Countries and Museums Grapple with Standards for Returning Art Looted Under Colonial Rule

November 2021 will mark four years since French President Emmanuel Macron’s speech at the University of Ouagadougou, in Burkina Faso, when he declared one of his priorities would be to establish conditions within five years “for temporary or permanent returns of African heritage to Africa.”[1] One year after that speech, in November 2018, Felwine Sarr and Bénédicte Savoy published their report, commissioned by Macron, addressing the restitution of cultural heritage held in French national collections.[2]

Although the Sarr-Savoy Report was limited to sub-Saharan Africa, its impacts were much broader, ushering in a new cognizance about the scope of the problem of art looted under colonial rule worldwide and pushing countries and museums to consider restitution. Nearly three years after the French report, the results are mixed, with some countries making faster progress than others.

The Benin bronzes––thousands of sculptures and plaques looted by the British in a violent 1897 attack––have become the symbol of the movement to return art looted under colonial rule, although some have complex ownership histories since their initial looting.[3] The Edo Museum of West African Art, now being built in Benin City, Nigeria, will display restituted Benin bronzes.

Germany was early to respond after publication of the French report, with its 16 states adopting guidelines for colonial collections in 2019. More recently, Germany committed to returning its Benin bronzes beginning in 2022.

France has been slower to implement the broad recommendations Sarr and Savoy proposed, such as adding exceptions to the general principle in French law that state collections are “inalienable” absent specific legislation. France has passed a law authorizing the return of 27 objects to Benin and Senegal––but without broader measures, each new restitution will require separate legislation.

Other countries have adopted national policies (albeit after initial delay in some cases). The Dutch government announced in January 2021 that it would unconditionally return objects looted from former Dutch colonies as well as consider claims for objects looted from non-Dutch colonies and for objects of particular significance to a claimant, even absent express evidence of theft.

In June 2021, Belgium agreed to develop a bilateral accord with the Democratic Republic of Congo to address works looted during colonial rule. This agreement came only weeks after a report by Belgian scholars and experts calling for action and setting out recommendations to address the country’s colonial collections.[4]

Movement in the U.K. has been more staggered, with broadly-applicable guidelines yet to be adopted in England. Although the government-funded Arts Council of England appointed the Institute of Art and Law to develop guidance for museums on restitution, the pandemic has delayed their publication.[5] Scotland has made more progress, with the National Museums Scotland recently adopting procedures for considering restitution requests and the University of Aberdeen announcing that it would repatriate a Benin bronze looted during the 1897 raid to Nigeria. Indicating a possible shift in public opinion, the Aberdeen decision was supported by The Times (of London) in an editorial.[6]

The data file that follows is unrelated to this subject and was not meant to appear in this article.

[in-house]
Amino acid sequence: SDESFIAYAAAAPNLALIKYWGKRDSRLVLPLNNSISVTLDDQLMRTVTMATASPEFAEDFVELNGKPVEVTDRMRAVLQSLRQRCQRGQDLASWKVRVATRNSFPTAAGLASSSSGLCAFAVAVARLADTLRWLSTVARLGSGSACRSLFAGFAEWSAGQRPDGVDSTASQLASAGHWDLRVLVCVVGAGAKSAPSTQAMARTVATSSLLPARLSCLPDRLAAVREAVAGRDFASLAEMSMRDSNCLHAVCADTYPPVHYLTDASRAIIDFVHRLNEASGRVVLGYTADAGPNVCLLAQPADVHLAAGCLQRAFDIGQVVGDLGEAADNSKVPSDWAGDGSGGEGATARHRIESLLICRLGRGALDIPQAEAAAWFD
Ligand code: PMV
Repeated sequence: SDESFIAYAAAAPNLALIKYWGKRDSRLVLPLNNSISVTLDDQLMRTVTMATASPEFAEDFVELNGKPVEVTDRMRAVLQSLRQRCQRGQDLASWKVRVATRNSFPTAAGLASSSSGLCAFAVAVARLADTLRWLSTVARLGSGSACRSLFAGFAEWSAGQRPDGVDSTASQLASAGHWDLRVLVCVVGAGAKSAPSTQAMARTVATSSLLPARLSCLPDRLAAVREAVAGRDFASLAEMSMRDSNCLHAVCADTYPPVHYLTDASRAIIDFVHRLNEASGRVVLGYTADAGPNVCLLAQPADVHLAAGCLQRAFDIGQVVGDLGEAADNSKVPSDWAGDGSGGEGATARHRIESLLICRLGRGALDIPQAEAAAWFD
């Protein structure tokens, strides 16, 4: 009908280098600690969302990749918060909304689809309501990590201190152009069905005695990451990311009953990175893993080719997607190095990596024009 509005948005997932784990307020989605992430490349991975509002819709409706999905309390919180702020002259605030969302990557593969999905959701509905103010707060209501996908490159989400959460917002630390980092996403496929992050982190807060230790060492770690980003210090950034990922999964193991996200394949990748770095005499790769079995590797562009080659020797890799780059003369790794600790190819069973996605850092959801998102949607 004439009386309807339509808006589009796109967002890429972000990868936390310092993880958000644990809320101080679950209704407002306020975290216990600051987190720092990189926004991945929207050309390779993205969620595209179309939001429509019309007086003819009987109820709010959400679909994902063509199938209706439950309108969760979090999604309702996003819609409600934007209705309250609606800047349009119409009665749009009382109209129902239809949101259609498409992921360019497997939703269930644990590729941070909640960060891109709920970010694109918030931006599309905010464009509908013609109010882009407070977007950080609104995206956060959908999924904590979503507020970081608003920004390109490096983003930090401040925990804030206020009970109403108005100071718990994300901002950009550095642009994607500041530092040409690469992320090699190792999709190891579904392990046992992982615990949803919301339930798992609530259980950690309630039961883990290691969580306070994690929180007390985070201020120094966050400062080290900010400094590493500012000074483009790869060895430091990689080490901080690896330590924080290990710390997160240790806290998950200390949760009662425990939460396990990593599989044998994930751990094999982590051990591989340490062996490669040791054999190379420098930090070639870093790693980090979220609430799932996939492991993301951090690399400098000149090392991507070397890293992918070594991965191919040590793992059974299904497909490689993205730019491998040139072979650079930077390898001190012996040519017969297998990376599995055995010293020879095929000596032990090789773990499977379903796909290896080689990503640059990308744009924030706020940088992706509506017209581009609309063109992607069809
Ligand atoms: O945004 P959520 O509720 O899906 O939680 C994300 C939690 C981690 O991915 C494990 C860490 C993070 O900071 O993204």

In the United States, where most museums are not government-owned and therefore lack central control, the conversation has been advancing even more slowly. The Association of Art Museum Directors and American Alliance of Museums often take up this type of issue and develop guidance  for their members, but have not yet acted. The AAMD announced in late 2019 the formation of a task force to address the issue of art looted during colonial rule, but there have been no evident developments. (A similar AAMD task force in the 1990s developed guidelines on Nazi-looted art which laid the foundation for the Washington Conference Principles on Nazi-Confiscated Art.)

A common thread in the guidelines and procedures released so far is that objects looted by military forces or with specific evidence of theft should be candidates for return. Many such objects have insufficient documentation and most of the guidelines therefore call for provenance research (though only a few countries have provided funding) and sharing the results of that research with possible claimants. A limiting factor in certain guidelines is scope––the French Sarr-Savoy Report, for example, is limited to objects in national institutions coming from sub-Saharan Africa, despite the fact that France had colonies elsewhere and colonial objects can be found in other French collections. As repatriation procedures begin to materialize and restitutions follow, it remains to be seen whether there will be an international effort to harmonize the guidelines or speed up the pace of decision-making.

Olga Symeonoglou is an attorney in the DC office of Cultural Heritage Partners.








Photo credit: The Benin bronzes have been the subject of some of the loudest calls for return, given their cultural and art historical significance as well as the violence of their removal from the Kingdom of Benin (now in Nigeria) in 1897 by British forces. Benin Bronzes by archieflickers is licensed under CC BY 2.0